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Hi I am trying to calculate $$ I:=\int\limits_0^\infty \frac{\log^2 x \cos (ax)}{x^n-1}\mathrm dx,\quad \Re(n)>1, \, a\in \mathbb{R}. $$ Note if we set $a=0$ we get a similar integral given by $$ \int\limits_0^\infty \frac{\log^2 x }{x^n-1}\mathrm dx=-\frac{2\pi^3\cot(\pi/n)\csc^2(\pi/n)}{n^3},\quad \Re(n)>1. $$ I was trying to write I as $$ I=\Re \bigg[\int\limits_0^\infty \frac{ e^{i ax}\log^2 x}{x^n-1}\mathrm dx\bigg]=\Re\bigg[\int\limits_\infty^0\frac{e^{iax}\log^2 x}{1-x^n}\mathrm dx\bigg]=\Re\bigg[\int\limits_\infty^0e^{iax}\log^2 x\sum_{m=0}^\infty x^{nm} \mathrm dx\bigg]. $$ But was unsure of where to go from here. How can we calculate $I$? It is clear that this method is not going to work.

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    $\begingroup$ Where did you find this integral? $\endgroup$ – Mhenni Benghorbal Apr 24 '14 at 4:21
  • $\begingroup$ @MhenniBenghorbal I didn't "find" it anywhere, I am not sure what that even means though? $\endgroup$ – Jeff Faraci Apr 24 '14 at 4:24
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    $\begingroup$ I mean where it came from? Or you are trying to make a generalization. $\endgroup$ – Mhenni Benghorbal Apr 24 '14 at 4:26
  • $\begingroup$ @MhenniBenghorbal Oh, I am just trying to make a generalization my friend! I have not seen this in a paper, but I have seen these kinds of integrals growing up all the time $\endgroup$ – Jeff Faraci Apr 24 '14 at 4:37
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    $\begingroup$ @sidht Consider the well known Gaussian integral $$ \int_{-\infty}^\infty e^{-\alpha x^2 +\beta x}dx=\frac{\sqrt \pi}{\sqrt \alpha} e^{\beta^2/4\alpha},\quad \Re(\alpha)>0, $$ another integral with two parameters! This one is quite famous for obvious reason. It is good to get used to integrals with parameters $\endgroup$ – Jeff Faraci Apr 24 '14 at 16:39
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This is not a complete solution.

First, we use a simple integral (we can get it by differentiating $x^b$ w.r.t. $b$ two times):

$$\int_0^1 x^b \ln^2 x ~d x=\frac{2}{(b+1)^3}$$

Using this integral, we also get:

$$\int_0^1 x^b \ln^2 x ~dx=\int^{\infty}_1 t^{-b-2} \ln^2 t~ dt=\frac{2}{(b+1)^3}$$

We separate the original integral into two parts:

$$ I=-\int\limits_0^1 \frac{\log^2 x \cos (ax)}{1-x^n} ~ dx+\int\limits_1^\infty \frac{\log^2 x \cos (ax)}{x^n-1} ~ dx=I_1+I_2 $$

Let's deal with the first one by using the modified integral from above:

$$\int_0^1 x^{pn} (a x)^{2q} \ln^2 x ~d x=\frac{2a^{2q}}{(pn+2q+1)^3}$$

Now we immediately get (using Taylor expansions for $\cos (ax)$ and $\frac{1}{1-x^n}$):

$$I_1=-2 \sum_{q=0}^{\infty} \frac{(-1)^q a^{2q}}{(2q)!} \sum_{p=0}^{\infty} \frac{1}{(pn+2q+1)^3}=\frac{1}{n^3} \sum_{q=0}^{\infty} \frac{(-1)^q a^{2q}}{(2q)!} \psi^{(2)} \left( \frac{2q+1}{n} \right)$$

Here $\psi^{(2)}$ is the second derivative of the digamma function.

This is a correct series solution for $I_1$, as we can see by comparing the two sides of the equation. See the plot $I_1(n)$ for $a=3$ below:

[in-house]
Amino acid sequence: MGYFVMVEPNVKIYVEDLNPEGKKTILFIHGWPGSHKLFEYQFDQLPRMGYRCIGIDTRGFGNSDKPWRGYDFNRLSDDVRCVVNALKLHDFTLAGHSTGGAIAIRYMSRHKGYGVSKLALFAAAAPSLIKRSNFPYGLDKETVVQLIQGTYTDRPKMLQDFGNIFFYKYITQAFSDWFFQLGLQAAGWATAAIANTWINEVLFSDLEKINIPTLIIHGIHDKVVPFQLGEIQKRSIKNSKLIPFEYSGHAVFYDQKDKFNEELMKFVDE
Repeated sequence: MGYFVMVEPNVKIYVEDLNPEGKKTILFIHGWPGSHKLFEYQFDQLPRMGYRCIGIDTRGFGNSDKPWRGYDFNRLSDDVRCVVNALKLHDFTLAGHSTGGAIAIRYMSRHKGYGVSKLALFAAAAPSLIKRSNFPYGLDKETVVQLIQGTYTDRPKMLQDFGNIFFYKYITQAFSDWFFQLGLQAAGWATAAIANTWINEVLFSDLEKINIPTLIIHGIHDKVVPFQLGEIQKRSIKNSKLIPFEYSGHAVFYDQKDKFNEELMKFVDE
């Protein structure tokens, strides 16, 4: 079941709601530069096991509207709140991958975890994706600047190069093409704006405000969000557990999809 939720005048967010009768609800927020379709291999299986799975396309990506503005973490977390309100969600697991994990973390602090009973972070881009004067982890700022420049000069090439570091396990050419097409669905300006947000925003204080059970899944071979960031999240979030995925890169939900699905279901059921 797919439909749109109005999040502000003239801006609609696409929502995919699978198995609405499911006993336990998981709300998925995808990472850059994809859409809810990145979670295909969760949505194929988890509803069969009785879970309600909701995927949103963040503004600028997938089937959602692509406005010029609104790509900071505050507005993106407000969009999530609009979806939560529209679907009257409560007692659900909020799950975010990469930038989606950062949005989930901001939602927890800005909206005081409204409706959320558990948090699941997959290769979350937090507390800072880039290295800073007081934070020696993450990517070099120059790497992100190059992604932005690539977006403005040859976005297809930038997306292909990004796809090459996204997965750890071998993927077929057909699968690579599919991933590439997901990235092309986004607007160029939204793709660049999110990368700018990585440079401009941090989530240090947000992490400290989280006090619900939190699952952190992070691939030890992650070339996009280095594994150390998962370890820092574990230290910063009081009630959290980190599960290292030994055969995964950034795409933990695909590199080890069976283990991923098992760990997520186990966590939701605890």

enter image description here

However, we can't use this method for $I_2$.

Let's see why (now we expand $\frac{1}{1-1/x^n}$):

$$\int^{\infty}_1 x^{-pn-n} (a x)^{2q} \ln^2 x~ dx=\frac{2a^{2q}}{(pn+n-2q-1)^3}$$

And now we see the problem. The denominator can become $0$ for infinitely many combinations of $p,q,n$, thus our integral would diverge badly.

Let's however, solve the case $a=0$, solution for which was provided in the OP ($n>1$).

$$I_2(a=0)=2 \sum_{p=0}^{\infty} \frac{1}{(pn+n-1)^3}=-\frac{1}{n^3} \psi^{(2)} \left(1- \frac{1}{n} \right)$$

Comparing with $I_1(a=0)$ and using the reflection formula for $\psi^{(2)}$:

$$\psi^{(2)}(1-x)-\psi^{(2)}(x)=2 \pi^3 \cot \left( \pi x \right) \csc^2 \left( \pi x \right)$$

we obtain:

$$I(a=0)=-\frac{2 \pi^3}{n^3} \cot \left( \pi \frac{2q+1}{n} \right) \csc^2 \left( \pi \frac{2q+1}{n} \right)$$


So, I'm not sure how to get the series solution for $I_2$, but I hope my answer helps you in some way.

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This is my failed attempt at this problem. Essentially too long for a comment and contains multiple mistakes.

So, lets start with the integral:

$$\int_0^\infty \cos ax^2\text{ d}x=\sqrt\frac{\pi}{8a}$$

$$\frac{\partial^{-4mn}}{\partial a^{-4mn}}\int_0^\infty {\cos ax^2}=\int_0^\infty \frac{\cos ax^2}{x^{8mn}}\text{ d}x=\frac{\pi}{\sqrt 8}\frac{a^{4mn-1/2}}{\Gamma (4mn+1/2)}$$

Which is true because of this question: Derivative of a negative order?

$$\sum_{m=1}^\infty \int_0^\infty \frac{\partial^{-4mn}}{\partial a^{-4mn}}\cos ax^2 \, dx=\int_0^\infty \left(\frac{\cos ax^2}{x^{8n}}+\frac{\cos ax^2}{x^{16n}}+\frac{\cos ax^2}{x^{24n}}\cdots\right)\text{ d}x=\int_0^\infty \frac{\cos ax^2}{x^{8n}-1}\text{ d}x$$

Now, substitute $x\to\sqrt x, \text{ d}x\to\frac{\text{ d}x}{2\sqrt x}$ and assume that $n=\frac{1}{4}k$

And we get: $$\frac{1}{2}\int_0^\infty \frac {\cos ax}{\sqrt x (x^k-1)} \text{ d}x=\frac{\pi}{\sqrt 8}\sum_{m=1}^\infty \frac{a^{mn-1/2}}{\Gamma(mk+1/2)}$$

Maybe there is a part of this proof that you can deviate from.

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